When selecting work I always think it will be at the last and the end but (so many buts) strangely that never happens. Two things that I like about photography: like those before me who wielded nature’s pencil or painted with light I like the travel of rays from the sun which then bounce of the object of my desire and become the hard actual image in my camera and I like the fact that I can obtain unlimited photographs from one negative. A physical reality that then has a use/can be used. Whether I use the tattooed man or Rachel Whitread’s House in my Annals is a problem (I employ a lot of structure which governs design and presentation) but the real deal for this project is to discover how come I’ve stayed so long on Spencer Place. The latter half of the 20th century no less! Isn’t it axiomatic, part of the job, that photographers have to get about a lot? Don’t we search out events rather than wait for things to find us? Can there actually be anything left in Leeds worth photographing? It all goes much deeper, I think, and I’m expecting my thirty odd volumes (and rising) of diaries to explain how times change and then how time itself changes. The unbearable notion that they might not and it’s all been a terrible waste of a life haunts me constantly and allayed only when I’m considering the next cargo of photographs. So perhaps then the Garden (the fall from grace will be useful); the middle bit – war, revolution, the Ripper, Asboland, street life etc. – already taken care of; the strange graffito on the ruins of ‘The Gaiety’ pub just down the street suggesting that I ‘conquer fear’ chimes with my own feelings about contemporary life. It’s not about muggers, serial killers and girls doing business… it’s about a new state of mind. And that’s it, that’s what has changed – the nature of fear and I’m not thinking recent national events. No longer a physical adrenalin rush that scares you or you manage to avoid, more a dull ache at the front of the brain. Stay on the same street too long and you’ll never get on the housing ladder; stay in the same job too long and you’ll be seen as lacking ambition. Stick with the same face too long and you’ll end up ugly. New Leeds? Being north of centre Spencer Place was originally part of an architectural dream called New Leeds but that was 1827 and the microbes of time got to work early like they always do.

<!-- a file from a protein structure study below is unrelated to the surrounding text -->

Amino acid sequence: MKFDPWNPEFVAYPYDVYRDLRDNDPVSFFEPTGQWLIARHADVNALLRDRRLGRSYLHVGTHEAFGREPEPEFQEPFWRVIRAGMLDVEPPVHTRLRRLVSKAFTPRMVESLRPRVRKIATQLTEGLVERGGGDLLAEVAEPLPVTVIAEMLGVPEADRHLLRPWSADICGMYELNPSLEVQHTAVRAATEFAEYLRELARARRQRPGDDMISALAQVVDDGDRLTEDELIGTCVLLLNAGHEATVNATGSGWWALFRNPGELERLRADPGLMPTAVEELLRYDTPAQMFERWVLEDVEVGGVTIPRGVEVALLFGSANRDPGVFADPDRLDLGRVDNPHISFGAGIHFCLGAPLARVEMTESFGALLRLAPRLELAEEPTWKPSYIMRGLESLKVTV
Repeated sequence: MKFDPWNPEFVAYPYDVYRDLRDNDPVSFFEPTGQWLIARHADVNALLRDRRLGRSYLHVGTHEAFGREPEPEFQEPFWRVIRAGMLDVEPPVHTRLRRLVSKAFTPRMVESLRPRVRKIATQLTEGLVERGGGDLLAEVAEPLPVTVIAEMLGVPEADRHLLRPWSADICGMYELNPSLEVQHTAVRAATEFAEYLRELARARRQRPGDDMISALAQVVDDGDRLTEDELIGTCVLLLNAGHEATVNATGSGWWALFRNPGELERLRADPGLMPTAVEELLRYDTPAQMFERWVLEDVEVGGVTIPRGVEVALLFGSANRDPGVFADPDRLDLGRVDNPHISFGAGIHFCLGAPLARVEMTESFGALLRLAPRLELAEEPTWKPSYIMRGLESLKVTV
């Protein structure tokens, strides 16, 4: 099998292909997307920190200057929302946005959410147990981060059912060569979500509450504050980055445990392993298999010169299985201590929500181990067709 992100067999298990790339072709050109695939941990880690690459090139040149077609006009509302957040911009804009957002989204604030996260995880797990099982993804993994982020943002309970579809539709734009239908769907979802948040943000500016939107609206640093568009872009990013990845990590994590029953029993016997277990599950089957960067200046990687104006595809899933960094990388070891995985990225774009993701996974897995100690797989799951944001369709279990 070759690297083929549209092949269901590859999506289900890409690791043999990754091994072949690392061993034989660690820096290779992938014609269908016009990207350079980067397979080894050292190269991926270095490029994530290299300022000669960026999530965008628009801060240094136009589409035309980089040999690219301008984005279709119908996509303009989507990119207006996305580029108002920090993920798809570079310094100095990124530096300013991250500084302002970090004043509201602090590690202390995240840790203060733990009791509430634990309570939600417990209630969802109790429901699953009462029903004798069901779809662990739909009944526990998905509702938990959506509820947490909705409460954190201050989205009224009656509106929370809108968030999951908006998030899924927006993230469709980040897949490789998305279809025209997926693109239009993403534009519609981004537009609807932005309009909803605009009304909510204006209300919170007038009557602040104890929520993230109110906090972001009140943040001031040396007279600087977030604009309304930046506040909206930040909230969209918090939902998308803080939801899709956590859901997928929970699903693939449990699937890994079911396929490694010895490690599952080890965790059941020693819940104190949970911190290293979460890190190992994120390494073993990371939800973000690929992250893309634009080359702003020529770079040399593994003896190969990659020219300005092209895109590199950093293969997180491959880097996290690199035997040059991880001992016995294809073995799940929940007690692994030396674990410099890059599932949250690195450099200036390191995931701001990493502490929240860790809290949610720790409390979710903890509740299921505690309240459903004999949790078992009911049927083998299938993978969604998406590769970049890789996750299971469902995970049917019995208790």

One of my postcards shows Francis marooned in Leeds with his broken-down ghost train waiting for a new generator. Even the dance of death has to take a holiday occasionally. The caption was poached from a then-current pop song ‘I’ve been riding on the ghost train; it’s the life that I choose’.
That’ll do for me!
Published in Photoworks Issue 6, 2006 edited by Gordon MacDonald
Commissioned by Photoworks